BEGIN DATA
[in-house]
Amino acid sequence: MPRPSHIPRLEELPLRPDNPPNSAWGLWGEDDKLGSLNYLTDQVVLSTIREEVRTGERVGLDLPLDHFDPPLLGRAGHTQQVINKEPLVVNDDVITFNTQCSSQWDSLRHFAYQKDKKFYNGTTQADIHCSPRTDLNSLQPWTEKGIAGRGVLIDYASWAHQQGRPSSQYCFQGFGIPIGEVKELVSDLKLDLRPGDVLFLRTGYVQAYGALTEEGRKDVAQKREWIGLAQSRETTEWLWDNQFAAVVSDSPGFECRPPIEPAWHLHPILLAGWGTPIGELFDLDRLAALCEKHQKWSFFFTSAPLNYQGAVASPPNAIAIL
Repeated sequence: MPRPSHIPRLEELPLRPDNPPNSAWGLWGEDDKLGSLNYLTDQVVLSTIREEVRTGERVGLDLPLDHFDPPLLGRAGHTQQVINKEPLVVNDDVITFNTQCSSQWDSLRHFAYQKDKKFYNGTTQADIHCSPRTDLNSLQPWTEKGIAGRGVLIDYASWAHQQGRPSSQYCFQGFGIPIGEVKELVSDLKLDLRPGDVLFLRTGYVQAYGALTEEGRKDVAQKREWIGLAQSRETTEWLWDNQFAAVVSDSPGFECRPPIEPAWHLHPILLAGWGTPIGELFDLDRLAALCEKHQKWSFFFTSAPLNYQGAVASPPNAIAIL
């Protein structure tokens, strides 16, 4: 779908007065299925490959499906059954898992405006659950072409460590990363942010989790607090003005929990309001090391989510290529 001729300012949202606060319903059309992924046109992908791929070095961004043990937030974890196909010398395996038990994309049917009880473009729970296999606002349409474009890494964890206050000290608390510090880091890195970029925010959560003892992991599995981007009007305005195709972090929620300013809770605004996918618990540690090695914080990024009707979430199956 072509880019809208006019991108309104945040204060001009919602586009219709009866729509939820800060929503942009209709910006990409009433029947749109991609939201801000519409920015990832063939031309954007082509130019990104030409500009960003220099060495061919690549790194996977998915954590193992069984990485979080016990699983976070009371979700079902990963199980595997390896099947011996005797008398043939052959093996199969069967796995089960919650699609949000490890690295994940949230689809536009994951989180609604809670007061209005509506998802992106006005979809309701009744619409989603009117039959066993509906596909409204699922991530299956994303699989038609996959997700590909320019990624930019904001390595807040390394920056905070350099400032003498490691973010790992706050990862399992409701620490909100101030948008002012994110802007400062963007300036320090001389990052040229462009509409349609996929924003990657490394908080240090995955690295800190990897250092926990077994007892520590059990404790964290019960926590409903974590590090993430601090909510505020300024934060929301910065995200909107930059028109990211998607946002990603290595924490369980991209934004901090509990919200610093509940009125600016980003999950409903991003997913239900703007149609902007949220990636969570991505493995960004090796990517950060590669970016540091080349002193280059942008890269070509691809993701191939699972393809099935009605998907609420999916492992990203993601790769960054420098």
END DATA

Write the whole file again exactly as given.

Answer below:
[in-house]
Amino acid sequence: MPRPSHIPRLEELPLRPDNPPNSAWGLWGEDDKLGSLNYLTDQVVLSTIREEVRTGERVGLDLPLDHFDPPLLGRAGHTQQVINKEPLVVNDDVITFNTQCSSQWDSLRHFAYQKDKKFYNGTTQADIHCSPRTDLNSLQPWTEKGIAGRGVLIDYASWAHQQGRPSSQYCFQGFGIPIGEVKELVSDLKLDLRPGDVLFLRTGYVQAYGALTEEGRKDVAQKREWIGLAQSRETTEWLWDNQFAAVVSDSPGFECRPPIEPAWHLHPILLAGWGTPIGELFDLDRLAALCEKHQKWSFFFTSAPLNYQGAVASPPNAIAIL
Repeated sequence: MPRPSHIPRLEELPLRPDNPPNSAWGLWGEDDKLGSLNYLTDQVVLSTIREEVRTGERVGLDLPLDHFDPPLLGRAGHTQQVINKEPLVVNDDVITFNTQCSSQWDSLRHFAYQKDKKFYNGTTQADIHCSPRTDLNSLQPWTEKGIAGRGVLIDYASWAHQQGRPSSQYCFQGFGIPIGEVKELVSDLKLDLRPGDVLFLRTGYVQAYGALTEEGRKDVAQKREWIGLAQSRETTEWLWDNQFAAVVSDSPGFECRPPIEPAWHLHPILLAGWGTPIGELFDLDRLAALCEKHQKWSFFFTSAPLNYQGAVASPPNAIAIL
């Protein structure tokens, strides 16, 4: 779908007065299925490959499906059954898992405006659950072409460590990363942010989790607090003005929990309001090391989510290529 001729300012949202606060319903059309992924046109992908791929070095961004043990937030974890196909010398395996038990994309049917009880473009729970296999606002349409474009890494964890206050000290608390510090880091890195970029925010959560003892992991599995981007009007305005195709972090929620300013809770605004996918618990540690090695914080990024009707979430199956 072509880019809208006019991108309104945040204060001009919602586009219709009866729509939820800060929503942009209709910006990409009433029947749109991609939201801000519409920015990832063939031309954007082509130019990104030409500009960003220099060495061919690549790194996977998915954590193992069984990485979080016990699983976070009371979700079902990963199980595997390896099947011996005797008398043939052959093996199969069967796995089960919650699609949000490890690295994940949230689809536009994951989180609604809670007061209005509506998802992106006005979809309701009744619409989603009117039959066993509906596909409204699922991530299956994303699989038609996959997700590909320019990624930019904001390595807040390394920056905070350099400032003498490691973010790992706050990862399992409701620490909100101030948008002012994110802007400062963007300036320090001389990052040229462009509409349609996929924003990657490394908080240090995955690295800190990897250092926990077994007892520590059990404790964290019960926590409903974590590090993430601090909510505020300024934060929301910065995200909107930059028109990211998607946002990603290595924490369980991209934004901090509990919200610093509940009125600016980003999950409903991003997913239900703007149609902007949220990636969570991505493995960004090796990517950060590669970016540091080349002193280059942008890269070509691809993701191939699972393809099935009605998907609420999916492992990203993601790769960054420098």